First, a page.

Advertisement

Sample music from the Landfall Festival, marking its 10th year in Cedar Rapids this week

Posted by Rob Cline | Sep 12, 2017 | Arts & Entertainment

Landfall Festival of World Music

various venues — through Saturday, Sept. 16

UK-based sitarist Roopa Panesar will give a demonstration on Tuesday, Sept. 12 at noon and perform Wednesday, Sept. 13 at 7 p.m. as part of the Landfall Festival. — photo by Eastwest Photography

The tenth edition of the Landfall Festival of World Music is underway with more than 35 artists taking to the CSPS Hall stage as well as the Cedar Rapids Public Library and NewBo City Market. As always, the festival, which is produced by Legion Arts, includes musicians from around the globe.

Performers include Ranky Tanky, a South Carolina ensemble devoted to maintaining and expanding the Gullah tradition of the Georgia and Carolina Sea Islands — the music of slaves that maintained strong African underpinnings. The group visited Johnson Elementary School on Monday, Sept. 11 and performs at CSPS on Tuesday, Sept. 12 at 7 p.m. and at NewBo City Market on Friday, Sept. 15 at 4 p.m.

Others on the docket include Mdou Moctar, a storied guitarist hailing from Abalak in the Azawagh desert of Niger; Landama, an ensemble of women from across the Americas committed to helping youth discover the joy of music making; Pascuala Ilabaca, a Chilean singer-songwriter who knows her way around an accordion; and Maria Pomianowska, a Polish composer and musician who reconstructed the Bilgoraj suka, a medieval forerunner to the violin. Acclaimed sitar player Roopa Panesar and the bilingual, electro-acoustic Oakland band Bang Data are also on the schedule.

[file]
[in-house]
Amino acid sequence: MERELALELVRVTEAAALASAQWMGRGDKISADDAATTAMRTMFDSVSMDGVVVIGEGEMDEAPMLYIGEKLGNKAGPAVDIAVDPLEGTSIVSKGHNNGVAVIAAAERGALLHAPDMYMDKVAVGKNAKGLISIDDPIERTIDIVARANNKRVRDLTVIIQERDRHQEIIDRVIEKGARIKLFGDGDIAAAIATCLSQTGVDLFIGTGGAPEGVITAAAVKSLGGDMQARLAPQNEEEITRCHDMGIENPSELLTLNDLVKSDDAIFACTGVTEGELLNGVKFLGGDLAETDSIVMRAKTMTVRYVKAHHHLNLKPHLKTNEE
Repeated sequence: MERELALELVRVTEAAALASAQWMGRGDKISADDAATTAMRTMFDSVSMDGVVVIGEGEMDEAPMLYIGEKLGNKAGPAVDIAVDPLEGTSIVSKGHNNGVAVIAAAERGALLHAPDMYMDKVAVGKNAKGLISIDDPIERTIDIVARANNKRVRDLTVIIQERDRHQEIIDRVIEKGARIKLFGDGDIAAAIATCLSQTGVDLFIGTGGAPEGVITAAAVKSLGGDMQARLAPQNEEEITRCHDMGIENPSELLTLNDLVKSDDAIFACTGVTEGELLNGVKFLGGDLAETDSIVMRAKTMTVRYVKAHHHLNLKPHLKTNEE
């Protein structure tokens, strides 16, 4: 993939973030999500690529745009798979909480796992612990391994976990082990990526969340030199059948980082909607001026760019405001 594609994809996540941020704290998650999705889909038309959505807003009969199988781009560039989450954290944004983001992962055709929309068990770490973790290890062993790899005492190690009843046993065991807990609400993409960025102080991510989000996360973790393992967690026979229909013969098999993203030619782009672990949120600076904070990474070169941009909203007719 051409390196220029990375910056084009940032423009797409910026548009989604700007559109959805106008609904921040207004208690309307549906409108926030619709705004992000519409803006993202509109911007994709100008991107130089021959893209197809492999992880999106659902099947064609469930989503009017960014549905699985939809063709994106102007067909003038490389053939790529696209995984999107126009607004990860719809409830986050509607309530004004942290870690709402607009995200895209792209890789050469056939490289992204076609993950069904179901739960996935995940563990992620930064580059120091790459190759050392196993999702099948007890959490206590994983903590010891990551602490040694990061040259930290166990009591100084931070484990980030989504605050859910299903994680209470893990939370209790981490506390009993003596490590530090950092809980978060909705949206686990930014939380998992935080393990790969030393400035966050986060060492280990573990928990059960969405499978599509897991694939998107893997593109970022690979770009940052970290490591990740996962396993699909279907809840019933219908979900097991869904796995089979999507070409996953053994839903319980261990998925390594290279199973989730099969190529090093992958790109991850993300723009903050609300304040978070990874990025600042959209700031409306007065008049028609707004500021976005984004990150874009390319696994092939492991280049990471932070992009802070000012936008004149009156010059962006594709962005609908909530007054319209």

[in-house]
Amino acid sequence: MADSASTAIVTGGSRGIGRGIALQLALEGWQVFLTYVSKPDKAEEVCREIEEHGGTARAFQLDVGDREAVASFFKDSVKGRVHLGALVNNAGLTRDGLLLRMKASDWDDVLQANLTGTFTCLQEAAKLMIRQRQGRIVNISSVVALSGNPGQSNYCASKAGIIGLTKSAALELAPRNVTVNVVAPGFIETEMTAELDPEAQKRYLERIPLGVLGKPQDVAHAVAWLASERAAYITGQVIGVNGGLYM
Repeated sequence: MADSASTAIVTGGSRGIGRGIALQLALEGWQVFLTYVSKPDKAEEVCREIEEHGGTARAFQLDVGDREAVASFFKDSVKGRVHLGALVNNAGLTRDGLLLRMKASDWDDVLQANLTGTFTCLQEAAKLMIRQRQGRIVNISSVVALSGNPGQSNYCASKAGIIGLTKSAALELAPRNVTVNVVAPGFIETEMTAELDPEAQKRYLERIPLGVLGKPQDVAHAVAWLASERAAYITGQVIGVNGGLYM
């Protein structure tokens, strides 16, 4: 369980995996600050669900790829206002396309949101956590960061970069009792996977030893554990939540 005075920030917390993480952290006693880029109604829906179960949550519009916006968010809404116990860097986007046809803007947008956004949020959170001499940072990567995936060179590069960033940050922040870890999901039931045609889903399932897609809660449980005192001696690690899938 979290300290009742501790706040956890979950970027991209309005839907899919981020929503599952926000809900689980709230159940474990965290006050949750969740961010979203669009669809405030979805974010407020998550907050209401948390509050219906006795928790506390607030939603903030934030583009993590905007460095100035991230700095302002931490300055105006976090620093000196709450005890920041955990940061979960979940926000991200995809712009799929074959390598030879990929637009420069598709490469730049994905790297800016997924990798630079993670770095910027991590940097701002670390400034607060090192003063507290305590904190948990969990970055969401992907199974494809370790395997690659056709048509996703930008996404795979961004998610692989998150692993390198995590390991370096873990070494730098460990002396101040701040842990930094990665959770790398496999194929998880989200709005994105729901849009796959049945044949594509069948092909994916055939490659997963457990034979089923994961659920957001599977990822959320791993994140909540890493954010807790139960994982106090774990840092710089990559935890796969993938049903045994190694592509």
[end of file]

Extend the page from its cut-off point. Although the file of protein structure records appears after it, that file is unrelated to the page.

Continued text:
Audience members are encouraged to donate $10 for each concert they attend, but the events are not ticketed.

More information, including the full schedule, can be found on the Legion Arts website.


Add a comment

*Please complete all fields correctly

WHAT TO READ NEXT

Posted by mike-kuhlenbeck
FilmScene and the Bijou Film Board will host a special screening of the new documentary Whose Streets? with a panel discussion at the 5 p.m. showing, as part of Art...
Posted by kembrew
Musicians Kevin Shea and Matthew Mottel dubbed themselves Talibam! because it was the most unhip name they could think of, especially compared to the then-current new crop of Brooklyn groups...
Posted by leah-vonderheide
Setting up in small towns from Minnesota to Texas, the Brintons’ traveling cinema show was for most Midwesterners of the era a first encounter with moving images. Unfortunately, in 1919,...

BUY HALF-PRICE GIFT CARDS